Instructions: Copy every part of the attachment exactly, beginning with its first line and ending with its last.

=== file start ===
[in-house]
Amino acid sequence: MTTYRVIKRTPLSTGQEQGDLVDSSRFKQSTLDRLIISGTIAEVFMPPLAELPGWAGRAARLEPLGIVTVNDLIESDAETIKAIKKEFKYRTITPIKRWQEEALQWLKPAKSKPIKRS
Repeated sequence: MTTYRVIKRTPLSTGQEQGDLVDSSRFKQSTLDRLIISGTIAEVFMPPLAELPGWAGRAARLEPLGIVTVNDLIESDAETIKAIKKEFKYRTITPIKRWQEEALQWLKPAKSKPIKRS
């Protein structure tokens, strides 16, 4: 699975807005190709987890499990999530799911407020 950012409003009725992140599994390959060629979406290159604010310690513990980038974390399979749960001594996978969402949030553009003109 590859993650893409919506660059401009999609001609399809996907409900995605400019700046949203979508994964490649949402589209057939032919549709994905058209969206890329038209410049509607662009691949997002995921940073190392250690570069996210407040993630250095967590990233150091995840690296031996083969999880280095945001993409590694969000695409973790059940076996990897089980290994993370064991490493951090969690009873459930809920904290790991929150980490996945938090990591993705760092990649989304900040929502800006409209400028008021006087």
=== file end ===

[in-house]
Amino acid sequence: MTTYRVIKRTPLSTGQEQGDLVDSSRFKQSTLDRLIISGTIAEVFMPPLAELPGWAGRAARLEPLGIVTVNDLIESDAETIKAIKKEFKYRTITPIKRWQEEALQWLKPAKSKPIKRS
Repeated sequence: MTTYRVIKRTPLSTGQEQGDLVDSSRFKQSTLDRLIISGTIAEVFMPPLAELPGWAGRAARLEPLGIVTVNDLIESDAETIKAIKKEFKYRTITPIKRWQEEALQWLKPAKSKPIKRS
């Protein structure tokens, strides 16, 4: 699975807005190709987890499990999530799911407020 950012409003009725992140599994390959060629979406290159604010310690513990980038974390399979749960001594996978969402949030553009003109 590859993650893409919506660059401009999609001609399809996907409900995605400019700046949203979508994964490649949402589209057939032919549709994905058209969206890329038209410049509607662009691949997002995921940073190392250690570069996210407040993630250095967590990233150091995840690296031996083969999880280095945001993409590694969000695409973790059940076996990897089980290994993370064991490493951090969690009873459930809920904290790991929150980490996945938090990591993705760092990649989304900040929502800006409209400028008021006087």